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Old 05-01-2009, 06:39 PM   #106
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Access-thanks for the post. Some numbers would be nice. Is the oscilloscope trace a full discharge. What was the average voltage?
John
It still won't let me post the URL. I know some forums don't like you posting the url of another forum they consider be 'competition'.

Here is the measured data. Basically the procedure was just to charge each pack to full on the charger, ie. until the open circuit voltage is exactly 4.2V (no 'trickle current'.) Then I set the scope to 5 seconds per division, and hooked up the resistor for 40 seconds, measuring the 5-second voltage and 20-second voltage from when the resistor was connected. I did this 4 times for each battery, consecutive, with no charging in-between.

All batteries were relatively new, they'd been through ~5 runs and not abused.

The venom 3s 4000mAH 20C pack tested the worst.
5 seconds: 10.6V, 20 seconds: 10.3V
(I gave up after one iteration here, not really worth testing anymore)

The thunderpower extreme v2 3s 3850mAH pack 20C:
iteration 1: 5 seconds: 11.25V 20 seconds: 11.0V
iteration 2: 5 seconds: 11.12V 20 seconds: 10.9V
iteration 3: 5 seconds: 11V 20 seconds: 10.8V
iteration 4: 5 seconds: 10.85V 20 seconds: 10.7V

The impulse power 4s 4000mAH pack 25C:
iteration 1: 5 seconds: 11.38V 20 seconds: 11.12V
iteration 2: 5 seconds: 11.25V 20 seconds: 11.00V
iteration 3: 5 seconds: 11.06V 20 seconds: 10.85V
iteration 4: 5 seconds: 10.88V 20 seconds: 10.7V

All numbers are approximate, measurement error +/- 0.1V roughly. I was really just trying to get a decent idea of the difference between a 'good' and 'bad' LiPo at the time. It should be noted that the impulse power cells are somewhat larger and heavier than the thunderpower pack, and the capacity is not an exact match either.

The load is a 0.25-ohm resistor, so the current draw was actually dependent on voltage. But it was the same resistor for each battery. The resistor used deans plugs, there was no real switch, I just plugged it in and let the scope trigger off the resistor voltage.

Notice how the voltages do move around, this is where the basic 'internal resistance' model fails. If it were true, each subsequent 5-second point would be less than the prior iteration's 20-second point, you'd just dropping voltages all throughout as the battery discharged.
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Old 05-02-2009, 10:24 AM   #107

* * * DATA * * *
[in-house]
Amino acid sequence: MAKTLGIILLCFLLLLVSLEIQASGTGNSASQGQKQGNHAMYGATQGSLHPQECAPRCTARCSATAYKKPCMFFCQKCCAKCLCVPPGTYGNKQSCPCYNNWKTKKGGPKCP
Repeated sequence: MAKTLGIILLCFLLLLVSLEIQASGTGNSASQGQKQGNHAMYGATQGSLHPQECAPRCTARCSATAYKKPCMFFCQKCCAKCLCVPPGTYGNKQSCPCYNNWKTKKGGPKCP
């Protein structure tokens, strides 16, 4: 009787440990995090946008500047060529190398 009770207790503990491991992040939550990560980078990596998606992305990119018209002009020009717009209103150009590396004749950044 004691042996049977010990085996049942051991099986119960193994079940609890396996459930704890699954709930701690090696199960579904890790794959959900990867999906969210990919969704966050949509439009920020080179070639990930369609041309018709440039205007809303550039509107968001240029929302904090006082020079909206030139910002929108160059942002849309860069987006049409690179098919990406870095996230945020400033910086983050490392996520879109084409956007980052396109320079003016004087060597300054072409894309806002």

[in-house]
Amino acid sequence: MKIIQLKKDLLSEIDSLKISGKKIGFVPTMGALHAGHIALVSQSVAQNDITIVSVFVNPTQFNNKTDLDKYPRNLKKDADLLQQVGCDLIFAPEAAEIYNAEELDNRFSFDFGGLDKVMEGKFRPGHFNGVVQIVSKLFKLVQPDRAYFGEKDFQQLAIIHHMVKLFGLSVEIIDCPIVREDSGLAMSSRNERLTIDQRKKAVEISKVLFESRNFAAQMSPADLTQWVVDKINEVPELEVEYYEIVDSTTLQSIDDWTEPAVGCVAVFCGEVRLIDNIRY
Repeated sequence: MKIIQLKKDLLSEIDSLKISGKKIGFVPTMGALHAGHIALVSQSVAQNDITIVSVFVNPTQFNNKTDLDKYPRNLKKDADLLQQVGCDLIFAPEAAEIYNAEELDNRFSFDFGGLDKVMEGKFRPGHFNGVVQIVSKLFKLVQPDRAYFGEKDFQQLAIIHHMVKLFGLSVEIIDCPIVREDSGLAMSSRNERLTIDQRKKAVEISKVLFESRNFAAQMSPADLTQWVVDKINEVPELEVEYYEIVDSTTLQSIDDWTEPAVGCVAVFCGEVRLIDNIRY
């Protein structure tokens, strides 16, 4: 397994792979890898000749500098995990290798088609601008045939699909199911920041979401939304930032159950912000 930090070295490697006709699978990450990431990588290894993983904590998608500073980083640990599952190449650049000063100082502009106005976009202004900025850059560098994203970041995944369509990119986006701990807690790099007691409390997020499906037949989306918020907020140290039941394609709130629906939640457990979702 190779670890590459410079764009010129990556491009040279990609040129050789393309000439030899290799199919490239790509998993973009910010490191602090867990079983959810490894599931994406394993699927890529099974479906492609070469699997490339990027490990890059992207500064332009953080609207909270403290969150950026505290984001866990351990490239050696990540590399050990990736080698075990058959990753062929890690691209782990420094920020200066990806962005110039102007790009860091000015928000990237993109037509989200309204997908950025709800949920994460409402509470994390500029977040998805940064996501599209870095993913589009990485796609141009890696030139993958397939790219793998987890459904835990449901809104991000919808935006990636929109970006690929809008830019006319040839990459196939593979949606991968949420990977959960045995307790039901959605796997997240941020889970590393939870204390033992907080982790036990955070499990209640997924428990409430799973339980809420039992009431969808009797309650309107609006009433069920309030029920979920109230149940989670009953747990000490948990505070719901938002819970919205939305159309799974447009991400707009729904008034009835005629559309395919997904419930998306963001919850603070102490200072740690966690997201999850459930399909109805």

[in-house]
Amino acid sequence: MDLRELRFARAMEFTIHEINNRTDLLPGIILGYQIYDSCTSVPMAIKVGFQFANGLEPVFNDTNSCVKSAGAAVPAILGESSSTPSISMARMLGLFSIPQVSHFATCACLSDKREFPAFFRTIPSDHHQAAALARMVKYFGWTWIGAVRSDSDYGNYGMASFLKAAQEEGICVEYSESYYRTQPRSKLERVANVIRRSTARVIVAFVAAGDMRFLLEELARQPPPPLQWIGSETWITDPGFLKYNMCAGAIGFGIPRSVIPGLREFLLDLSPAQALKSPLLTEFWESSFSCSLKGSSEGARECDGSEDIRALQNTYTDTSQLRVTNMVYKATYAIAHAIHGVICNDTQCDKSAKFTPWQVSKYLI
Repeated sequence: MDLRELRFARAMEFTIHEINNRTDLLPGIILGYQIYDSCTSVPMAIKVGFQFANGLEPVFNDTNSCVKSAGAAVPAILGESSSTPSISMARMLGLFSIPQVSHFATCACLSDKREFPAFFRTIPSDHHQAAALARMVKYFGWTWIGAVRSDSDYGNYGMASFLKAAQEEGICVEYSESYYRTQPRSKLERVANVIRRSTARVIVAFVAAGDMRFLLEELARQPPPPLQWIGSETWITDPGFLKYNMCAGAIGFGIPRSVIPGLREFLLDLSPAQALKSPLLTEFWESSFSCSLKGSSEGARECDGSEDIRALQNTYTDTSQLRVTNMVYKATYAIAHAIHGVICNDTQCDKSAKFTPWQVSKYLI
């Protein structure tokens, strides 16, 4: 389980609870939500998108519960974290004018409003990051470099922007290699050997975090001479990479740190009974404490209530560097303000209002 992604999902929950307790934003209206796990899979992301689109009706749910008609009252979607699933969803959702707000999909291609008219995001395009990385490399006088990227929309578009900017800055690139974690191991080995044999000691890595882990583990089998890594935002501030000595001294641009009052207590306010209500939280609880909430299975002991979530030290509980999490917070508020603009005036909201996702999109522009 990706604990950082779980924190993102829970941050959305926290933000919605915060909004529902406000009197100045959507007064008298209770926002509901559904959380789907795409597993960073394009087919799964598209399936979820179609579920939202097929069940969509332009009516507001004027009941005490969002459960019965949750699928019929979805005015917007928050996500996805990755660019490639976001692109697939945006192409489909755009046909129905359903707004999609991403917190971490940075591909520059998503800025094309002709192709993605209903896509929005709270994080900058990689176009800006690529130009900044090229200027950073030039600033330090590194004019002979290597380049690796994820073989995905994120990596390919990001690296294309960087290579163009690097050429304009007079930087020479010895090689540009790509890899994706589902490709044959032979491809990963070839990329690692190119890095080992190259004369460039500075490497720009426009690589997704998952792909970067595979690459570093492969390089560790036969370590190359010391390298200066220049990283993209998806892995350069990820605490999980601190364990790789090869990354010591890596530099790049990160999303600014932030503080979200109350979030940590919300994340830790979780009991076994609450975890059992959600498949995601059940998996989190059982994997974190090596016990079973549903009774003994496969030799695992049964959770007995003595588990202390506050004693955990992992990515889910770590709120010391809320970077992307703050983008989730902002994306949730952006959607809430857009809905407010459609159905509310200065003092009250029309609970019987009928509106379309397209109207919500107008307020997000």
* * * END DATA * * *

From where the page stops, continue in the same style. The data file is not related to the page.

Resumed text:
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Access-Thanks. That screen makes a lot more sense now.

Voltage vs Amps
This data was requested. I will discuss how I obtained it. The data originated in two separate dyno runs of a Novak 13.5 motor, one with a 6 cell NiMH pack. This pack was not fresh. It was charged to a peak because this is the most consistent initial voltage that I could use with the given battery charger.

The second run is the same motor but with the Track Power LiPo. This LiPo is charged to 8.25 V which puts it at about 90% charged. This is a very consitent initial voltage and a green light starts to blink here. It is also a stable region of the battery discharge curve where voltage is not changing rapidly.

The blue line on the graph is higher than the red line; it shows more volts. This has more to do with the way I charged the packs than with a performance difference. Had I charged the LiPo full it would have a higher starting voltage than this particular NiMH.

I removed the first 3 high amperage points (on the right of the graphed lines) as there was a bad hook there. With these points we would not have a straight line. The rest of the graph is pretty straight until that flywheel reaches full speed. I removed the constant speed constant voltage part of the graph (at the left of the lines). What remains is pretty straight. I fit straight lines to the data so we could see the slopes which are related to the internal resistances. The LiPo line in red is less steep. This indicates less internal resistance.

The actual numbers for the slope may help System Theory with the Oval simulation or maybe not.
Attached Thumbnails
Dyno, Homemade, Using a Novak Sentry Data Logger, Continued, The Experimental Thread.-voltage-vs-amps001.jpg  
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Old 05-02-2009, 10:37 AM   #108
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Access,

URLs are blocked until you have a few more posts up. Same thing happened when I joined. I don't recall how many posts you need, maybe ten or twelve.

I added my comments on battery testing at the end of this thread:

http://www.rctech.net/forum/5505344-post131.html

If this is not clear I can add some description.

I attribute the gain in power on John's Dyno primarily to lower internal resistance, since nominal voltage is roughly the same for all 2s Lipos and he's using the same motor/ESC/Dyno.

The lower IR is typical of a higher capacity battery or a lower capacity battery optimized for very high discharge currents. This is a real advantage out on the track when geared properly for heat, as John explains.

Comment: the extra power due to lower battery resistance appears on the Dyno only if the speed control does not limit the extra current made available, based on peak current ratings in the transistors or thermal shutdown. This is fairly obvious but deserves explicit mention.

Last edited by SystemTheory; 05-02-2009 at 10:56 AM. Reason: Add comment
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Old 05-03-2009, 08:44 AM   #109
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www dot rcuniverse dot com/forum/m_8310589/tm.htm

I just added a test for one of those 40C packs, specifically a 'THUNDER POWER RC 3200mAH Pro Race 40C' 2s pack. Best lipo I've tested yet.
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Old 05-03-2009, 08:50 AM   #110